Understanding Muscle Tightness

If you’re a runner you are familiar with muscle tightness. Less common however, is knowing what to do about it. I don’t have all the answers, but I do want to outline 4 common causes of muscle tightness and how to combat them.

The first thing to understand, is that not all muscle tightness is created equal. Meaning, the better we understand the underlying or potential causes, the better can address the problem. The first common cause of muscle tightness is a muscle strain. Even if you’ve never had a muscle strain (which, let’s be honest, we all have), you’re undoubtedly familiar with them.

Muscle Strain

A muscle strain is typically an acute injury where you’re running or moving and feel a sudden grab or pain in the muscle. However, they can also be caused by chronic overuse. This type of strain can present as more of an increasingly sore or tight muscle over time. It tends to get more painful through the run and alters running form.

Regardless, a muscle strain is a tear in some of the muscle fibers. And what happens when those fibers tear is the surrounding tissue often tightens up in an effort to protect the injury. This is why a strained muscle feels tight. And that tightness is what triggers our instinct to stretch it. But if you have tears in the muscle fibers, the last thing you want to do is stretch them and pull more on that injury.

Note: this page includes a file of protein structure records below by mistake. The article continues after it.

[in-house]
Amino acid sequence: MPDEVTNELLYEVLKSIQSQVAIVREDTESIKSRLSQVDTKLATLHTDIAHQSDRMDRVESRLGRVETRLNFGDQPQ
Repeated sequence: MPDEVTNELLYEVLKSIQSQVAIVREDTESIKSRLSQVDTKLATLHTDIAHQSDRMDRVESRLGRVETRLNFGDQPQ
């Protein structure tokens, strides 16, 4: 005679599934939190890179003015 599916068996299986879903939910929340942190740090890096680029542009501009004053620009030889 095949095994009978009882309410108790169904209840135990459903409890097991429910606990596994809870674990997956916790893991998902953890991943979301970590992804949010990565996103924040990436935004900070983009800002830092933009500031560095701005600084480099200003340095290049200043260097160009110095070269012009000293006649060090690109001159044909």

There are 3 things you want to do instead: Rest, Compression, Exercises. You may be familiar with the R.I.C.E protocol. And if you are, you’ll notice the “Ice” missing from my list of recommendations. (You’ll also notice we substituted “elevation” with “exercises.) There is inflammation in that area, but research has begun to show that inflammation is helpful. The inflammation is the body sending in the EMT’s to help heal and repair the damage. This is a good thing and icing or anti-inflammatories can blunt that response in the short run.

The compression is going to support the muscle to help prevent over use or over extension. The rest is about letting that healing take place without placing added strain on the tissue. And the exercises should be worked in after the initial inflammation has calmed down after a few days. As it relates to returning to run or any other activities, pain will be the guide.

Muscle Tightness: Fascia Adhesions

Muscle fascia is a spider web-like tissue that surrounds our muscles. Fascial adhesions, the fascia becoming stuck and bound, is a common form of muscle restriction. This form of muscle tightness is another good example of one where the tight sensation makes us want to stretch. However, stretching isn’t an effective remedy for release fascial adhesions.

Getting on a foam roller, therapy ball, or lacrosse ball to roll through the tissue regularly is a great way to prevent these adhesions from causing restriction. However, if you’re past prevention, the foam roller may have a limited impact.

Foam rolling is an ideal preventative tool to stay ahead of muscle tightness.

Using a lacrosse ball or therapy ball to dig into the “tight” area, as well as above and below it, is a more effective tool. And even better is to see a massage therapist, A.R.T provider, or someone who can perform Graston Technique. Some of the best therapists we’ve worked with area sports based chiropractors who have these certifications.

When you’re working through the issue on your own try using a variety of techniques. Roll through the area. Try to pin down the tissue and move the muscle under that tension. Roll across the muscle tissue. Here is a good example of how to do this on the calf muscle.